Fish Oil Prevents Insulin Resistance Induced by High-Fat Feeding in Rats
REDUCED POTENCY OF INSULIN ACTION, or insulin resistance, is a feature of non-insulin-dependent diabetes mellitus (1). The influence of diet on insulin action in target tissues such as muscle, adipose, and liver is poorly understood, but the high fat intake in the Western style diet is considered a major contributor to a number of disease states. These include not only diabetes but also heart disease and obesity (2), and direct links between insulin resistance, diabetes, and the development of obesity have been suggested (3, 4). The type of dietary fat is thought to be important in this regard, and much work has focused on saturated compared to unsaturated fats (5). Recently, great interest has been generated by studies showing a reduced incidence of heart disease in men eating as little as 30 g of fish per day (6). Further, fish oils (which are high in long-chain polyunsaturated -3 fatty acids) have a hypolipidemic effect in normal subjects (7) and result in a marked lowering of triglycerides in the blood of subjects with type IIb and type V hypertriglyceridemia (8). The close relation between hyperlipidemia and insulin resistance and the surprisingly low prevalence of non-insulin-dependent diabetes in Eskimos (9), whose diet consists largely of fish, led us to examine whether long-chain polyunsaturated -3 fatty acids can protect against the development of impaired insulin action.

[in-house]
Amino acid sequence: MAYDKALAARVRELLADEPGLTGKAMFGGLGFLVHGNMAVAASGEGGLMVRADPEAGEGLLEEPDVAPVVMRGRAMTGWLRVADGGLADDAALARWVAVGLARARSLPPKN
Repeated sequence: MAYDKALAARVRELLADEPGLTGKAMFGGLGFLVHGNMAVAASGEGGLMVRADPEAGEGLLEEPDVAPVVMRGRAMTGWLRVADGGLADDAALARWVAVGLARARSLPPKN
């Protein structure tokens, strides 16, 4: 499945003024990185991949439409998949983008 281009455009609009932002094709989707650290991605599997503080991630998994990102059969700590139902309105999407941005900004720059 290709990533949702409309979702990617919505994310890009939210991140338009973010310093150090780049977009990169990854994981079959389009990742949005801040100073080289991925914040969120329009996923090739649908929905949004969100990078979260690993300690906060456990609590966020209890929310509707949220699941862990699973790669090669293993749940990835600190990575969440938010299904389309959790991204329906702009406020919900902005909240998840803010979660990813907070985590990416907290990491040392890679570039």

Earlier we showed that feeding rats diets high in fat (safflower oil) leads to a major and widespread impairment of insulin action compared to feeding them high-carbohydrate diets (4, 10). We now report that replacing as little as 6% of the linoleic -6 fatty acids from safflower oil with long-chain polyunsaturated -3 fatty acids from fish oil can prevent the development of insulin resistance in rats.
Insulin action was assessed by the euglycemic clamp technique combined with bolus administration of [3H]2-deoxyglucose and [14C]glucose to determine insulin-mediated glucose metabolic rate and glycogen synthesis rate in individual tissues (10-14). In the present experiments, 36 adult male Wistar rats (60 2 days of age) that were reared on laboratory chow under controlled conditions (21| 1|C, 12:12 lighting cycle with lights on at 0600) were randomly chosen and assigned to three groups of 12. (All data are reported as mean SEM.) These were fed for 31 1 days (i) on laboratory chow (Allied) containing (in percentage of calories) 65% carbohydrate, 12% fat, and 23% protein (chow group); (ii) on a high-fat diet containing 59% fat (from safflower oil), 10% carbohydate, and 21% protein (fat group); or (iii) on the high-fat diet but with 20% of the safflower oil replaced with extracted tuna oil (fish group). The tuna oil contained 13% eicosapentaenoic acid and 16% docosahexaenoic acid, the two main -3 fatty acids by analysis with gas-liquid chromatography. The actual change from the fat to fish diets thus represented the replacement of approximately 6% of the safflower fatty acids with long-chain polyunsaturated -3 fatty acids. The intakes of the fat and...